Fitch Ratings Downgrades Turkey’s Credit Rating: B+ Outlook Negative

Fitch Ratings Downgrades Turkey’s Credit Rating: B+ Outlook Negative

Fitch Ratings Downgrades Turkey’s Credit Rating: B+ Outlook Negative


By Fitch Ratings Action Report

February 2022

International credit rating agency Fitch Ratings announced that Turkey’s credit rating was downgraded to ‘B+’. In addition, the report published by the organization underlined the high inflation in our country.

The high inflation in our country causes the citizens to suffer financial difficulties by increasing the cost of living. The other day, the Central Bank of the Republic of Turkey announced its year-end dollar and inflation forecasts. In these forecasts, it was stated that a decrease in the dollar and an increase in inflation were expected.

International credit rating agency Fitch Ratings announced that Turkey’s credit rating was lowered with its new statements and a new report published. The institution, which changed its credit rating outlook from ‘stable’ to ‘negative’ in December, now confirms this decision and that its credit rating is from ‘BB-‘ to ‘negative’.B+announced that it was downloaded to .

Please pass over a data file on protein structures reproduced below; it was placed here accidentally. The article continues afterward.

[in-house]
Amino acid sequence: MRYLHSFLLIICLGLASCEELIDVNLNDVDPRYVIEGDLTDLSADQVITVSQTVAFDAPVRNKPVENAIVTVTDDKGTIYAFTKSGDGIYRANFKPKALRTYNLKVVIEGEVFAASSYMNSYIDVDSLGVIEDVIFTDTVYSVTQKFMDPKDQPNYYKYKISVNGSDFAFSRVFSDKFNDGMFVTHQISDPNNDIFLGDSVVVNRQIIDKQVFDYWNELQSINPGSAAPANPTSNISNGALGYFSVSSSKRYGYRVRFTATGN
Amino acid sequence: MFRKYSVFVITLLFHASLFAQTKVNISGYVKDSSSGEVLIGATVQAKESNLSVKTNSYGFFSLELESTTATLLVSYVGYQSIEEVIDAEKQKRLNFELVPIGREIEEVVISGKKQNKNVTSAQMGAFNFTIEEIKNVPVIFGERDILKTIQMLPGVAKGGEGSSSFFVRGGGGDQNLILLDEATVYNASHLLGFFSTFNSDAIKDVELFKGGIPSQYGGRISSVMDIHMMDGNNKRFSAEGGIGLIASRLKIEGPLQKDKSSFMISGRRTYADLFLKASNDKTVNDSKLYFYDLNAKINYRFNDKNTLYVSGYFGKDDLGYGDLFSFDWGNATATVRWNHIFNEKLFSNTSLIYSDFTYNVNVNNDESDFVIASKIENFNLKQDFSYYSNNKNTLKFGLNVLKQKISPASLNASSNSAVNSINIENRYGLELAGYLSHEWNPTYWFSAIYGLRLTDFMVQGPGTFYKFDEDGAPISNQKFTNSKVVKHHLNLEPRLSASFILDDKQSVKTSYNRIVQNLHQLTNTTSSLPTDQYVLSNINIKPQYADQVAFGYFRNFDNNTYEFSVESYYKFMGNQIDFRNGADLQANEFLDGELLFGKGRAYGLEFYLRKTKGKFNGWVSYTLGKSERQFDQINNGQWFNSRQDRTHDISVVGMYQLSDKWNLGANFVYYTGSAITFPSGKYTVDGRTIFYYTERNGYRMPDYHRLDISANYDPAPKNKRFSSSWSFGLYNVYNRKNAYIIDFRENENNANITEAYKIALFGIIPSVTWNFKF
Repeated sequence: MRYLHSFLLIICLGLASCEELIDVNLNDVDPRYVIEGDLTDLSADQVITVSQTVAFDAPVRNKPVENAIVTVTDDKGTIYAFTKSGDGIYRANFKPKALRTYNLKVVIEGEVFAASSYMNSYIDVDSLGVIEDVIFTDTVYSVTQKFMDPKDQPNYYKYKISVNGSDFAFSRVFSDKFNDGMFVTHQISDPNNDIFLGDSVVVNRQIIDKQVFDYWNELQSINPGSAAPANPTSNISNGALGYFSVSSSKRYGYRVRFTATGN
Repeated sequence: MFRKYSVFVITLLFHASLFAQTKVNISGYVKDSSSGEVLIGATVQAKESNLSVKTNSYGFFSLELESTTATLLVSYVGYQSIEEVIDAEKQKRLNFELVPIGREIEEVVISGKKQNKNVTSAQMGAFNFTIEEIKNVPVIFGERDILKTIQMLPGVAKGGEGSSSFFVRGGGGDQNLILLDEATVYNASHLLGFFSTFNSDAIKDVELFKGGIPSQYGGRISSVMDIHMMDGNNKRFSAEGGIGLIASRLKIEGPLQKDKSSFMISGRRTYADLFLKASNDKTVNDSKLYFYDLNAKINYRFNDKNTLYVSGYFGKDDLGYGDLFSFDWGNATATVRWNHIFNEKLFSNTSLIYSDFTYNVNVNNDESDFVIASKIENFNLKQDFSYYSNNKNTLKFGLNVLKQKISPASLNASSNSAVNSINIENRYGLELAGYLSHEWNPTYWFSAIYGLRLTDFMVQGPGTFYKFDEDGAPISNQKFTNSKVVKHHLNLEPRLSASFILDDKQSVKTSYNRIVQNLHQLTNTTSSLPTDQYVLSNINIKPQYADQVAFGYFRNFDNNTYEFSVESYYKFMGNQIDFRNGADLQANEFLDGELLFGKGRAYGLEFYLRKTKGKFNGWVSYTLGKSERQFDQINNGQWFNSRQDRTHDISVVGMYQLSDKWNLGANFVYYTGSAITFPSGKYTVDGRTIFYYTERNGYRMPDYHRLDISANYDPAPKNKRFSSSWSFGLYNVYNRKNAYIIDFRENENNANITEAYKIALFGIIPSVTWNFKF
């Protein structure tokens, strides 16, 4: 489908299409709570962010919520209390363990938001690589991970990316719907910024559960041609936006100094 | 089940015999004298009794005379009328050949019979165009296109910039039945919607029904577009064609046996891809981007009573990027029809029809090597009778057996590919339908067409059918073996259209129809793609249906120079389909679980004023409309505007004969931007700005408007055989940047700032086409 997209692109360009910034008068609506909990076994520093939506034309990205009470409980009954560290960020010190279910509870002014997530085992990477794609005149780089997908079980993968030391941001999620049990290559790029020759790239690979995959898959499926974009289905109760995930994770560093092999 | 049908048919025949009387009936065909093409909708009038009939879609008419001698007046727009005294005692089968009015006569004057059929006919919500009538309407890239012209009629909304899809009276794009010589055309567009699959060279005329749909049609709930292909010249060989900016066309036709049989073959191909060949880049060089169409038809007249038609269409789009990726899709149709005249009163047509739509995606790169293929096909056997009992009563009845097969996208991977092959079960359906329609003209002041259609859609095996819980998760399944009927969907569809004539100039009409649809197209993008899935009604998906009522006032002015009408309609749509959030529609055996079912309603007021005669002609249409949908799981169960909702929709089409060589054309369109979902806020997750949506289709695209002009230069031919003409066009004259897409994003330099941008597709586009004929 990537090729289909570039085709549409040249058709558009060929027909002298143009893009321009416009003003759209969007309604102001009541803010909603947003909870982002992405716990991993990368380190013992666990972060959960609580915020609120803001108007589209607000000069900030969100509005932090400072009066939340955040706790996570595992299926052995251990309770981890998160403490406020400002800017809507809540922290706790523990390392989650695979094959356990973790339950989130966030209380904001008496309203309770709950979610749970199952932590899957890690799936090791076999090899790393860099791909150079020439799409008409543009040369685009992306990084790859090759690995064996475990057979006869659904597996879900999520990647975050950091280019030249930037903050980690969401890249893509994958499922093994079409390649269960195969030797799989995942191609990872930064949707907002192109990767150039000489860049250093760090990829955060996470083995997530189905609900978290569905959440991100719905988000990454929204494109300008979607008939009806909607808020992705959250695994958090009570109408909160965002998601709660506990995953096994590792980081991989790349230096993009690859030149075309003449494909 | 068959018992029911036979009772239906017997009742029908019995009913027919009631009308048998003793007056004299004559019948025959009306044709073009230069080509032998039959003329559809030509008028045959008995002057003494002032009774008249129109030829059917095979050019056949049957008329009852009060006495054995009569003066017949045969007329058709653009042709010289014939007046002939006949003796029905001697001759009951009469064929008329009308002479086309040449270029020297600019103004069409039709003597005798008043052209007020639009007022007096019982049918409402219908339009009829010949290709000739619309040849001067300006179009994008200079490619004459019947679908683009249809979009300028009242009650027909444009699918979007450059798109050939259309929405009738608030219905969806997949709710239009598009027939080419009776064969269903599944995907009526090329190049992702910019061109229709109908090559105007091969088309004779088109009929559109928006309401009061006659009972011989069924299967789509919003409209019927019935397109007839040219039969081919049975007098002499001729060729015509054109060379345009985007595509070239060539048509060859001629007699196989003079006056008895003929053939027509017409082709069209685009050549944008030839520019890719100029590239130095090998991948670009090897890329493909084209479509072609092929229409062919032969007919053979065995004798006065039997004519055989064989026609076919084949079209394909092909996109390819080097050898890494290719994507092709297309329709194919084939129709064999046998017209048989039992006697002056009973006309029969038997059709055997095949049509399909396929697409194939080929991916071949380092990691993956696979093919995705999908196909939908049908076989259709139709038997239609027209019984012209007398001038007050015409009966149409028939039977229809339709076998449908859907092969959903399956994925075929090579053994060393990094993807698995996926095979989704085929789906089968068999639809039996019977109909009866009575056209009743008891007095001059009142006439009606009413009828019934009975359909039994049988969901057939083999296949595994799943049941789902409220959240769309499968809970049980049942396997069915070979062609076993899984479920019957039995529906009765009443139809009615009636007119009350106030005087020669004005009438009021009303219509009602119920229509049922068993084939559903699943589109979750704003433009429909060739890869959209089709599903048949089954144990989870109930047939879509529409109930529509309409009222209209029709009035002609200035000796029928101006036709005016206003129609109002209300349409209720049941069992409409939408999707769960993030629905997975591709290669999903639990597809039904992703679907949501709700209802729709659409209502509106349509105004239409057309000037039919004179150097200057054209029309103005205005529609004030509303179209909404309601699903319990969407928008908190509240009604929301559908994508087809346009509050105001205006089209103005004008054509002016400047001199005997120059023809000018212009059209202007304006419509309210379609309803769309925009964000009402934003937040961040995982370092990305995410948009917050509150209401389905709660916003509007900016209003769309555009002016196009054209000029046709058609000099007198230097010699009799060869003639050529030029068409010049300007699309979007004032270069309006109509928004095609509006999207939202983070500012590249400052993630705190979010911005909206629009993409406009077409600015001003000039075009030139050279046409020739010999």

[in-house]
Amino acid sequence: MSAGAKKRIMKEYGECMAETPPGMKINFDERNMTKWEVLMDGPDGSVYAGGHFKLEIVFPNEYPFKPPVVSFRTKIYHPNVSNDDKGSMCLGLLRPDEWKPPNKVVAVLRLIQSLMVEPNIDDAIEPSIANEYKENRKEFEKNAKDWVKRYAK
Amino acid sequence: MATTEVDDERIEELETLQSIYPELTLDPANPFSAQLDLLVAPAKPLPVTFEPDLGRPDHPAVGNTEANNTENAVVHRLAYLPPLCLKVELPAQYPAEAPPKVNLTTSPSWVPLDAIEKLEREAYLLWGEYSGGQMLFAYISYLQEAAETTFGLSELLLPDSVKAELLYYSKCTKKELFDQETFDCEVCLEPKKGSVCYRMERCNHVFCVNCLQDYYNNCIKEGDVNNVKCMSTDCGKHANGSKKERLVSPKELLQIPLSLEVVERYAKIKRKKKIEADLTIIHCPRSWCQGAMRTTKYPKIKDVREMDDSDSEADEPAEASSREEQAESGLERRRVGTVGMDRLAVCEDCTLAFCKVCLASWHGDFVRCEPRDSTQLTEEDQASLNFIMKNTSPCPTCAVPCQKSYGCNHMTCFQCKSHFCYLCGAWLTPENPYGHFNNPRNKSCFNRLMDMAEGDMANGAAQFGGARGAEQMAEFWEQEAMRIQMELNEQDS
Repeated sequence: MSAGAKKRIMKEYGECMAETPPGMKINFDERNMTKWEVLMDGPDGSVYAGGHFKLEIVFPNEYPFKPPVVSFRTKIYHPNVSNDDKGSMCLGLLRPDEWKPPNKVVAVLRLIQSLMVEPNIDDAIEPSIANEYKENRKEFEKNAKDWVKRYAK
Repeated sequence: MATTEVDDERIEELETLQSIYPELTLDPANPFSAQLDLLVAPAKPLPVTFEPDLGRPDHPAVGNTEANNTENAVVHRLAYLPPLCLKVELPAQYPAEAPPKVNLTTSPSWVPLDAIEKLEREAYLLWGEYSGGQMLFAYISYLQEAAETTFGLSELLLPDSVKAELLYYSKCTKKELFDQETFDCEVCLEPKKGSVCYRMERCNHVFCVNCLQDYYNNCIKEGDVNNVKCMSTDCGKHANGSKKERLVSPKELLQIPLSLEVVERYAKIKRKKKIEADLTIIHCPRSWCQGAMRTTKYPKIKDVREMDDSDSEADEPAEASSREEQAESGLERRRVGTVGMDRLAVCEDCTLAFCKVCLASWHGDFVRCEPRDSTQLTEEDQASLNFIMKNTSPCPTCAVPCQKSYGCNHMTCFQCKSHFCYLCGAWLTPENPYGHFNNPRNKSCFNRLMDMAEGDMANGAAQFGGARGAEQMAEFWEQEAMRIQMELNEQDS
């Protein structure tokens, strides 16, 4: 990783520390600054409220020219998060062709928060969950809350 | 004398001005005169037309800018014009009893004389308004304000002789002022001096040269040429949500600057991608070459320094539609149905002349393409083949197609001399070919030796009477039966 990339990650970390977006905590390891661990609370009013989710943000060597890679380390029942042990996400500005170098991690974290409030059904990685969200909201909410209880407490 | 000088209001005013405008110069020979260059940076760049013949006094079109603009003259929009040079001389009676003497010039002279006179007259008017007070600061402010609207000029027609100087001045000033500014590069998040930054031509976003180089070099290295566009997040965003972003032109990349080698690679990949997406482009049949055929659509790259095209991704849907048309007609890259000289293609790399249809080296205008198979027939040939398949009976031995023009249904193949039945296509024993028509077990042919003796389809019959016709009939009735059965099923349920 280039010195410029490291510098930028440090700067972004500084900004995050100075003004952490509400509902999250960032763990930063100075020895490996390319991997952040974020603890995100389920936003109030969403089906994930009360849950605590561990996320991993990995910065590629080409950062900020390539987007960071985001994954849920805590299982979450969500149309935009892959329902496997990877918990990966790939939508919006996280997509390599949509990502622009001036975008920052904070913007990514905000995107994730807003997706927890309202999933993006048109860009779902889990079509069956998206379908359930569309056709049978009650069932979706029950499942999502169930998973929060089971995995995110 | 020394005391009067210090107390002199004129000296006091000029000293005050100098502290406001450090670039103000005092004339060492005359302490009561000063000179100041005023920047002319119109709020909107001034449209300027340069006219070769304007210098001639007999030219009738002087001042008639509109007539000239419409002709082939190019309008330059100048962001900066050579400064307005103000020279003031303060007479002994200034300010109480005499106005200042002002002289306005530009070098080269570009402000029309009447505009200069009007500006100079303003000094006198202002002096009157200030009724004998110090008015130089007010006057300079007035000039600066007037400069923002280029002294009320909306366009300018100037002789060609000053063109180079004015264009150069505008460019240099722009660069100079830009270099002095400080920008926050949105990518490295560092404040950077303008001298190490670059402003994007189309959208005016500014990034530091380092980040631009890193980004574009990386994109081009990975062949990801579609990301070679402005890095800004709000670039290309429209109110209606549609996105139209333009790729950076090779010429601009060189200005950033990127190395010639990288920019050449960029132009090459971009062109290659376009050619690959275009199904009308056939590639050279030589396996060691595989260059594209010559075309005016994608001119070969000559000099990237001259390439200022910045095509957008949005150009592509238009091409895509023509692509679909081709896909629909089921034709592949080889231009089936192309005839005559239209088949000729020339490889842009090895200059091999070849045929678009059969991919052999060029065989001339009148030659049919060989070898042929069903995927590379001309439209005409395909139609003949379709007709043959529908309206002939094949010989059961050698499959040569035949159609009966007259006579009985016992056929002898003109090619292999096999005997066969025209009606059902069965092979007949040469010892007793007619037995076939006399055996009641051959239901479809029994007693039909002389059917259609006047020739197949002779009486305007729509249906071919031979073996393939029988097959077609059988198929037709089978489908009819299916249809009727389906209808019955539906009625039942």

High inflation highlighted

In the published report, to high inflation was also emphasized. Underlining the relationship between ‘more frequent and intense policy-oriented’ financial stress periods and high inflation in Turkey according to Bloomberg HT, Fitch stated that the vulnerabilities regarding low foreign liquidity and weak policy credibility have increased.

The current policy to reduce inflation not expected The report noted that Turkey’s expansionary monetary policy, including negative real interest rates, could keep inflation rates at high levels. In addition, it was emphasized by Fitch that this policy could put pressure on the environment of trust and increase the pressures on international reserves again.

Finally, underlining the political developments, the report stated that such situations limit the Central Bank’s ability to raise the policy rate. In addition, Fitch noted that the capacity of the new economic instrument to improve sustainability in a high inflation environment was ‘limited’ and that monetary easing caused a deterioration in domestic confidence, and also made an inflation forecast. In the report, inflation is expected by the end of the year. to 38%average in 2022 to 41% and in 2023 to 28% was predicted to arrive.


The downgrade of Turkey’s IDRs and the Negative Outlook reflects the following key rating drivers and their relative weights:


Policy-driven financial stress episodes of higher frequency and intensity have increased Turkey’s vulnerabilities in terms of high inflation, low external liquidity and weak policy credibility. Fitch does not expect the authorities’ policy response to reduce inflation, including FX-protected deposits, targeted credit and capital flow measures, will sustainably ease macroeconomic and financial stability risks.